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Showing posts from April, 2016

Call for Chapter Proposals: Sylvia Plath in Context

Call for Chapter Proposals Sylvia Plath in Context to be published by Cambridge University Press. Edited by Tracy Brain. Sylvia Plath in Context will be part of Cambridge University Press’s highly regarded Literature in Context series. You can learn more about the series, and link to some of the volumes that have already appeared, from here: Each chapter of Sylvia Plath in Context will focus on a key context out of which Plath’s work emerged, rather than being directly about her texts. The series’ descriptor is helpful: Each of these volumes focuses on an individual writer, offering lively, accessible and relatively short essays, by leading scholars, on the many contexts – literary, political, intellectual, social and cultural – that have a bearing on his or her work. Biographical and literary influences on the writer, publishing history and the creati

Post for a Birthday: Sylvia Plath Info Blog is 9

Happy Blogday to me. Happy Blogday to me. Happy Bloday SylviaPlathInfo....Happy Blogday to me. Today, 27 April 2016, the Sylvia Plath Info Blog turns 9. It is exactly 72 years younger than Warren Plath. What a journey this has been. Thank you all for reading, commenting, referring to, etc. Every effort I make on this blog as you in mind so this is as much your blog as it is mine. The archive of all the posts is accessible on the right hand column of the screen. You can also search for words in the search box at the top left-hand corner. Have a look around. Have fun. You can also visit my website for Sylvia Plath, A celebration, this is , which is the oldest continually updated website about Sylvia Plath on the internet. There you can read a biography , see photographs of significant Plath related places, book covers , read at bibliographies of publications, archive locations, and the like , and read about Plath's poetry and prose . Self-promotion aside... Thank you all sin

Gail Crowther's The Haunted Reader and Sylvia Plath

This August, Dr Gail Crowther will see her second book published:  The Haunted Reader and Sylvia Plath . Following on from her successful Sylvia Plath in Devon: A Year's Turning , which is going into a second printing thanks to all you greedy readers, The Haunted Reader and Sylvia Plath takes an unusual approach to studies on this enigmatic literary figure, focusing on the readers rather than the historical figure herself. Gail carried out primary research by collecting stories and accounts from readers of Plath and she explores key areas such as the first encounter with Plath, ways in which fans feel they 'double' with her, pilgrimages that they make to places where Plath lived and work, how they interact with her images and how they respond to objects owned by Plath. The Haunted Reader and Sylvia Plath is a unique study, offering a fascinating and original approach not only to Plath scholarship, but to the increasing body of literature on fandom studies. Look for The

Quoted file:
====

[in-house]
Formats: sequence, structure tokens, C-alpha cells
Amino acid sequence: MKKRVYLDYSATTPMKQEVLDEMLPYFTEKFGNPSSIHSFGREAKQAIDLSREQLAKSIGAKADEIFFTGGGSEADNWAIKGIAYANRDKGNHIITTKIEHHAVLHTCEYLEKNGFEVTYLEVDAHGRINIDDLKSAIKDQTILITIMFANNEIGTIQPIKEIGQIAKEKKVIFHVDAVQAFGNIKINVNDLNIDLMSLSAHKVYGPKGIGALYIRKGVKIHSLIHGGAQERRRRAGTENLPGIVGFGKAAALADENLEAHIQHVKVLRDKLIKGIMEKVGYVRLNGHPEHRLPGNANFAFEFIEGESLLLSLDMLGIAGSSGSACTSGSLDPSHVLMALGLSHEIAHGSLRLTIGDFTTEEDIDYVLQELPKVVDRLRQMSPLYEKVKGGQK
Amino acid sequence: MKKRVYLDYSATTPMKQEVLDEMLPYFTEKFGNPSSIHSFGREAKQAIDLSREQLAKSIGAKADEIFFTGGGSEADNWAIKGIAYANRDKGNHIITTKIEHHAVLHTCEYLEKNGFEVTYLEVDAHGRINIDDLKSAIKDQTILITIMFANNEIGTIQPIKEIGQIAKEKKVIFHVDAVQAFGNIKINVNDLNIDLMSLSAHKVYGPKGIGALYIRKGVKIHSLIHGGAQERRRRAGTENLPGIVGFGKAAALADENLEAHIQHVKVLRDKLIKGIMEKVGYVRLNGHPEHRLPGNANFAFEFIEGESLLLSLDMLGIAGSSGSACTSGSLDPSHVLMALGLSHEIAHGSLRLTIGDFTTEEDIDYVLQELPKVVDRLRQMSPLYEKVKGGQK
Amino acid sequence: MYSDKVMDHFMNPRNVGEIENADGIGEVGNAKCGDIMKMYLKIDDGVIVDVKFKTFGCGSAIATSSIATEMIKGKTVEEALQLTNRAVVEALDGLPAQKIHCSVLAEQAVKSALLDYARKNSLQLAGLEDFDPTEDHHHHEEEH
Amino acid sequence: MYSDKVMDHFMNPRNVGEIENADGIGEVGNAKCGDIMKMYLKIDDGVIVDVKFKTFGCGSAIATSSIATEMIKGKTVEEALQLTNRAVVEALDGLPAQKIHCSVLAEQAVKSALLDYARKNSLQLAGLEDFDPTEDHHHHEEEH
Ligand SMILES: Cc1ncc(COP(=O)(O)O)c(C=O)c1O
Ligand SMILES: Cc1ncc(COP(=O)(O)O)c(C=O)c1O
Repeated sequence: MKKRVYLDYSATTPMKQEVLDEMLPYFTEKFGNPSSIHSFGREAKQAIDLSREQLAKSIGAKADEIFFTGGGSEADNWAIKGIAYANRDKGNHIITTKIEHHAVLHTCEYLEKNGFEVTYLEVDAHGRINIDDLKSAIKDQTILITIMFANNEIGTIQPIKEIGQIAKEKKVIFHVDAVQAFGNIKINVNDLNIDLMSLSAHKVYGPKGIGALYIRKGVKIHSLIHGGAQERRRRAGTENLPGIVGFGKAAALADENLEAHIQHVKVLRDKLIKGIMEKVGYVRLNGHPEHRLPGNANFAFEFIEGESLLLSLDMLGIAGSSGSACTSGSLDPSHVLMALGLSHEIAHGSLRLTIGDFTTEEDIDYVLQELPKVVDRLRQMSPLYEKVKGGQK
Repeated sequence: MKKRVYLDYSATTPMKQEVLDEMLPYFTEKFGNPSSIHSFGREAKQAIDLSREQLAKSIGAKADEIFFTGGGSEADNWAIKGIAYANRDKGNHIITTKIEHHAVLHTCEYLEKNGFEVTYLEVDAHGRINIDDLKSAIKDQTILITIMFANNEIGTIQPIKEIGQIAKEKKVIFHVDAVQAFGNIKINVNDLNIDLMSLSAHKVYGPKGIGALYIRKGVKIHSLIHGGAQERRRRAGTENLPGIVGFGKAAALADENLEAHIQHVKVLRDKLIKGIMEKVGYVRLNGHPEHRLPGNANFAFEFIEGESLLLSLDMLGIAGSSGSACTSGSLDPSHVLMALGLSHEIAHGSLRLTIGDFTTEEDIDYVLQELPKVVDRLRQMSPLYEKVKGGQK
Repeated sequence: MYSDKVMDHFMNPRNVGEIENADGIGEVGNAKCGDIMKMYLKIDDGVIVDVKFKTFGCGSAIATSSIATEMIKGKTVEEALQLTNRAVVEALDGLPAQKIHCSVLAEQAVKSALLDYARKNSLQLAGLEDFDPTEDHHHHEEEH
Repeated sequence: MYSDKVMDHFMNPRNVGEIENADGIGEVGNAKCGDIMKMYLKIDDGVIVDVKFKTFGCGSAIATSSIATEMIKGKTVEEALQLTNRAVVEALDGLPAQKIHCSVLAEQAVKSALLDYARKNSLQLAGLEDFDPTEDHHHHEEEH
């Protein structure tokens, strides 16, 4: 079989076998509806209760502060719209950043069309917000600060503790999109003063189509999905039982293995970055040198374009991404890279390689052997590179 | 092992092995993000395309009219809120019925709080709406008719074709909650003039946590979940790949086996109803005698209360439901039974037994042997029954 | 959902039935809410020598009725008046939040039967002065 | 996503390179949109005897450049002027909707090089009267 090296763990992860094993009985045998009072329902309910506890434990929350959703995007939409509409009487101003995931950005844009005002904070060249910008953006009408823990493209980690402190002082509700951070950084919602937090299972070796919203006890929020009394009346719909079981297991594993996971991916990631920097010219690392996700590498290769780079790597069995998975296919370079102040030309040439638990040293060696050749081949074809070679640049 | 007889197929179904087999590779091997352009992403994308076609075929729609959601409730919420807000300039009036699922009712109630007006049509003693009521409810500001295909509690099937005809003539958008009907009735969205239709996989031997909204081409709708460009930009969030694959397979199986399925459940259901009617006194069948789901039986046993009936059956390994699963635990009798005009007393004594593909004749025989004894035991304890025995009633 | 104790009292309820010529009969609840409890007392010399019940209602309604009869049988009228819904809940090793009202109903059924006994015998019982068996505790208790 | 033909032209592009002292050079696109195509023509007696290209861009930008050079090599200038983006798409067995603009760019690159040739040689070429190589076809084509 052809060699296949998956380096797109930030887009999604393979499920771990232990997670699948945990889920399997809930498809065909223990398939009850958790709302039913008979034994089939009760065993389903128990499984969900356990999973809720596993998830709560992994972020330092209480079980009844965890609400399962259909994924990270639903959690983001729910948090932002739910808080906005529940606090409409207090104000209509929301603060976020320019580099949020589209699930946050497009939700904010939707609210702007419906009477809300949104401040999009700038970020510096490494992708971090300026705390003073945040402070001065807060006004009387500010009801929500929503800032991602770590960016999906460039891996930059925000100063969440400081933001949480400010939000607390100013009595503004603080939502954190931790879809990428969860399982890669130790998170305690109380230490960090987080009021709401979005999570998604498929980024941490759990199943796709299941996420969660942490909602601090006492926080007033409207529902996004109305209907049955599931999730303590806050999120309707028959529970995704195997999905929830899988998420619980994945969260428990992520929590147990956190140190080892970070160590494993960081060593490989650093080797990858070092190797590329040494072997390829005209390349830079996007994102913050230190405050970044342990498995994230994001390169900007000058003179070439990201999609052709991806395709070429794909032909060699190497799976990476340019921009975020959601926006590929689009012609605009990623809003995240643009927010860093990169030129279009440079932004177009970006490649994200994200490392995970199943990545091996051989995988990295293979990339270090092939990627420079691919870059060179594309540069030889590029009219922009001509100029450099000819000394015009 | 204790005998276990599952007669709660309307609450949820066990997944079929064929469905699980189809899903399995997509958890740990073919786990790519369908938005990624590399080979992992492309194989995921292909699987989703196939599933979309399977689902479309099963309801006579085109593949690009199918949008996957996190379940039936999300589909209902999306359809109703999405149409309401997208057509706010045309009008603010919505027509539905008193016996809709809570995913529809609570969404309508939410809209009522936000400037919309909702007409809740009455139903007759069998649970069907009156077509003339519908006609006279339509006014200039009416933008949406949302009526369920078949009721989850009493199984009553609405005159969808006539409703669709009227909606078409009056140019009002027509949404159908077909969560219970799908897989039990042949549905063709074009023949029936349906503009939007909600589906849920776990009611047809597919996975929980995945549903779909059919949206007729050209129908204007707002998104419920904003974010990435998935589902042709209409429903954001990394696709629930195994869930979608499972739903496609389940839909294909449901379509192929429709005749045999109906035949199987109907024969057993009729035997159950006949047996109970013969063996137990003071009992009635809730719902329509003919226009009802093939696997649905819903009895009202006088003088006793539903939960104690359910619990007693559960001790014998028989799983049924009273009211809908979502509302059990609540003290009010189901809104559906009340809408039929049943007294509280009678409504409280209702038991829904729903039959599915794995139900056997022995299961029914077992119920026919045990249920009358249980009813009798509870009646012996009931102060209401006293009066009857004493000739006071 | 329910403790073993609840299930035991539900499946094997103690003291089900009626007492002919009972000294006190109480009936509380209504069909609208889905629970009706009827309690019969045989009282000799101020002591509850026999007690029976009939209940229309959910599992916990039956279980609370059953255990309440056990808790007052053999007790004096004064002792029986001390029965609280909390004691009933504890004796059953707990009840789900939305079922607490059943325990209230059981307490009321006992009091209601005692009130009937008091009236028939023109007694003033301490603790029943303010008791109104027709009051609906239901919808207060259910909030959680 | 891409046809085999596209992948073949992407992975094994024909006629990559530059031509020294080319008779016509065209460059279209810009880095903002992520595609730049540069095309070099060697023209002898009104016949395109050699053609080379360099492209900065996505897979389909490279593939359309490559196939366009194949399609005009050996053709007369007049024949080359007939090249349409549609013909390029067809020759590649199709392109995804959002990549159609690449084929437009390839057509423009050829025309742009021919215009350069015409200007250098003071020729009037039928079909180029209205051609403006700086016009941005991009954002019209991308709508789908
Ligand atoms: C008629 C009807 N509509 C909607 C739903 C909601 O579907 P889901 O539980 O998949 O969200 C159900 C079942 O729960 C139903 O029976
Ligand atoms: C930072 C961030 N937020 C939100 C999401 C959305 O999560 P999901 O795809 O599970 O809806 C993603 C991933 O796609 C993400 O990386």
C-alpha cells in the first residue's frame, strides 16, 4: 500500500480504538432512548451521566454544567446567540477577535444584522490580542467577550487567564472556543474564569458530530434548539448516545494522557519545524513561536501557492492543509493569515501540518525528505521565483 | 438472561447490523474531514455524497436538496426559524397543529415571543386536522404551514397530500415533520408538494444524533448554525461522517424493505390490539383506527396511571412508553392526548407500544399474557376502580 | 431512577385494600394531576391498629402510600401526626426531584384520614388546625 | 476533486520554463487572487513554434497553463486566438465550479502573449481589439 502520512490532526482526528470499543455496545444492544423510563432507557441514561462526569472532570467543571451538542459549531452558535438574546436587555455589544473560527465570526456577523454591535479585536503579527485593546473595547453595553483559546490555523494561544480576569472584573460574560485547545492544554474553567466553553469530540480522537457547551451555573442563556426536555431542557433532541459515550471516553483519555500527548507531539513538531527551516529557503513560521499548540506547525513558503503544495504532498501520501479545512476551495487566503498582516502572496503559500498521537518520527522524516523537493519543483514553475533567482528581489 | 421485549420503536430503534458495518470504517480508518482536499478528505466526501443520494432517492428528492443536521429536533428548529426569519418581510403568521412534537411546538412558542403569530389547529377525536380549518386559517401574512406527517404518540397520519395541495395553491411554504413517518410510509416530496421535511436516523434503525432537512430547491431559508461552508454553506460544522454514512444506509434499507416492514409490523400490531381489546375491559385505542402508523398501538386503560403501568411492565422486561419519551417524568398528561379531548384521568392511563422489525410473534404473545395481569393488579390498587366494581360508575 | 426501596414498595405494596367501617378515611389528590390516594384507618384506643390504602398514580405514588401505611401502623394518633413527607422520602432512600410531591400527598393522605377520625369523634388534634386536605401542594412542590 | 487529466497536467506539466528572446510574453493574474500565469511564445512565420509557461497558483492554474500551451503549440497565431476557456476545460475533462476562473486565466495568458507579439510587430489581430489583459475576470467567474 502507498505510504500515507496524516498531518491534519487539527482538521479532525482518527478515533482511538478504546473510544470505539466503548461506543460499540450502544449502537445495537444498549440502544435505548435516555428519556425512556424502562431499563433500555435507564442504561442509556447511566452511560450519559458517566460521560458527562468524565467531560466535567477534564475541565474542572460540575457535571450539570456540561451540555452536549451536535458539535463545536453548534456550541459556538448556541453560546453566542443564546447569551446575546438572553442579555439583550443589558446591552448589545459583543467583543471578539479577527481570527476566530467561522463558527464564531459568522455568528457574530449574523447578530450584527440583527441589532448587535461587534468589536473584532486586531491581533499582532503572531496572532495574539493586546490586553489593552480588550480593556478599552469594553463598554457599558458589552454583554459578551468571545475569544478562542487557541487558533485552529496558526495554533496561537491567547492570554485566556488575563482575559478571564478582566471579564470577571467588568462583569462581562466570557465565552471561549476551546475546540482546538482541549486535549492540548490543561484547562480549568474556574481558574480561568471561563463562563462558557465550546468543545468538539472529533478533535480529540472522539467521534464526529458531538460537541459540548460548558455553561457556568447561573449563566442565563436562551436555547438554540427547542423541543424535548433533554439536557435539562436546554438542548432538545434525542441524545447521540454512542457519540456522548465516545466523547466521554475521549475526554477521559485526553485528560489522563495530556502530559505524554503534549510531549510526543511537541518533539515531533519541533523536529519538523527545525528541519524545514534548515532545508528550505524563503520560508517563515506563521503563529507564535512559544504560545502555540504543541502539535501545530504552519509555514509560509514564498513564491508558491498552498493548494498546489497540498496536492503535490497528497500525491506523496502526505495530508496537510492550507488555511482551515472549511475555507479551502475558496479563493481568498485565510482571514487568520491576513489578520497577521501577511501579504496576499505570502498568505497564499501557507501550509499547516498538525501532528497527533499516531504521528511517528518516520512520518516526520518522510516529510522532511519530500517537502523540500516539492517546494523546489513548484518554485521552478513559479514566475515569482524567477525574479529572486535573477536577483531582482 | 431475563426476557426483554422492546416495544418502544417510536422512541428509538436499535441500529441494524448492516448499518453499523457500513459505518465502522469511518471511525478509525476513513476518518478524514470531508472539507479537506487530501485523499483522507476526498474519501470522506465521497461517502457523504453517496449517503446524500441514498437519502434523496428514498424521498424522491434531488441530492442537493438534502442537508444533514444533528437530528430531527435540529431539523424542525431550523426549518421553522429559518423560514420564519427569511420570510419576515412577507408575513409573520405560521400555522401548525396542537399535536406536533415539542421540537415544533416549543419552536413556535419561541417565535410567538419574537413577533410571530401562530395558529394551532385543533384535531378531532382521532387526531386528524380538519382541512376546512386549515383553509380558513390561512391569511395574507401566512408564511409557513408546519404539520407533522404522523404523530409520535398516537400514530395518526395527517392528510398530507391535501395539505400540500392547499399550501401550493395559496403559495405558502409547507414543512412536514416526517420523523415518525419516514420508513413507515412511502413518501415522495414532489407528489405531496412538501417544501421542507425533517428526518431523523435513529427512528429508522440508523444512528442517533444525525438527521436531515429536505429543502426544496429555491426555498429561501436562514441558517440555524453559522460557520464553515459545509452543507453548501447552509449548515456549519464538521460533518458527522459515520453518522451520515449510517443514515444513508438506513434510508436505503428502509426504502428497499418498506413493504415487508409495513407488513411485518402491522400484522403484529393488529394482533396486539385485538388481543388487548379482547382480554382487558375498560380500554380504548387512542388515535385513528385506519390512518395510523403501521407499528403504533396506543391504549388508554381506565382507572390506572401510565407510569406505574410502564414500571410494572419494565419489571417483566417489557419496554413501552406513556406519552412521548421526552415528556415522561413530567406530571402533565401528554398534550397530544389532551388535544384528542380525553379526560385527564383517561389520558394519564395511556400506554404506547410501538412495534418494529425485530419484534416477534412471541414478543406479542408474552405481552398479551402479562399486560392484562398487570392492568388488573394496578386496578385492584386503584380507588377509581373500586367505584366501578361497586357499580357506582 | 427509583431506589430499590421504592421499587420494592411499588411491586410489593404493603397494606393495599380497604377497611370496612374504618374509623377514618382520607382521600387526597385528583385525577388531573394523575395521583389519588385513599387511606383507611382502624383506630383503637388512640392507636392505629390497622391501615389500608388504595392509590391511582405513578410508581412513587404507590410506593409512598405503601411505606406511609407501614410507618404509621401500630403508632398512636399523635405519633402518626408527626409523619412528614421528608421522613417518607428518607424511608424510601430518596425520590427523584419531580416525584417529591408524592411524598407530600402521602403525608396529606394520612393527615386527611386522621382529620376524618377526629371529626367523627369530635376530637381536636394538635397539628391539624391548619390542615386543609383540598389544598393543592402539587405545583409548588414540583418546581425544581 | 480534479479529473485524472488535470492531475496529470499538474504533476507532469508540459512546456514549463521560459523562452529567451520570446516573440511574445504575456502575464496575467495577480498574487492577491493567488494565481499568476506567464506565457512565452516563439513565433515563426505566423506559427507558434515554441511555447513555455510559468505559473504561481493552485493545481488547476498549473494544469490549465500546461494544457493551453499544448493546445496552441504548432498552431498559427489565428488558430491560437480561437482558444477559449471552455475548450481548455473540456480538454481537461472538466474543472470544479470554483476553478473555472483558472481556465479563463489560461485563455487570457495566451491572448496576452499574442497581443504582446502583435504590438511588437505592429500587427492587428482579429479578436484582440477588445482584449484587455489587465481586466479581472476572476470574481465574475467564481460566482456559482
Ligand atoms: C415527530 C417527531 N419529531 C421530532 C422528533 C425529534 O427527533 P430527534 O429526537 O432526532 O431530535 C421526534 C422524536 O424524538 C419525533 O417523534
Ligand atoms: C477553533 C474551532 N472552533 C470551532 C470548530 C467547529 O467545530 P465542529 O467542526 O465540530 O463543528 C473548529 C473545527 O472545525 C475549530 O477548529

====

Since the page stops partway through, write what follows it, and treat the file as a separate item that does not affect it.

Sylvia Plath in Venice

In December 2015, I did some fairly extensive, intensive work with the photographs of Sylvia Plath and Gordon Lameyer from their time together as a couple and as friends. Lameyer took a series of full color images of Plath from circa spring 1953 to April 1956 which are now on slides and printed photographs held by the Lilly. Plath is depicted from Northampton to Ipswich, atop Mount Monadnock to the beaches at Cape Cod, from Newport, Rhode Island to Paris and Venice and Rome. And more. This work included studying the photographs carefully and establishing the date on which they were taken using a variety of sources to support the conclusions I was reaching and include her journals, letters, calendars, and more. Plath and Lameyer traveled from Paris, France to Munich, Germany on Friday 6 April 1956. Then from Munich, Germany, to Venice, Italy on Saturday 7 April 1956. They had just the one full day, Sunday, 8 April 1956, in the enchantingly aquatic city and it seems they made the most

Sylvia Plath: Secret Befouler

Sylvia Plath famously wrote about picking her nose in this 25 January 1953 journal entry: do you realize the illicit sensuous delight I get from picking my nose? I always have, ever since I was a child -- there are so many subtle variations of sensation. A delicate, pointed-nailed fifth finger can catch under dry scabs and flakes of mucous in the nostril and draw them out to be looked at, crumbled between fingers, and flicked to the floor in minute crusts. Or a heavier, determined forefinger can reach up and smear down-and-out the soft, resilient, elastic greenish-yellow smallish blobs of mucous, roll them round and jelly-like between thumb and forefinger, and spread them on the under surface of a desk or chair where they will harden into organic crusts. How many desks and chairs have I thus secretively befouled since childhood? (165) What else was she supposed to do? What with her broken leg and experiencing another Massachusetts winter! On a research trip to Smith College last y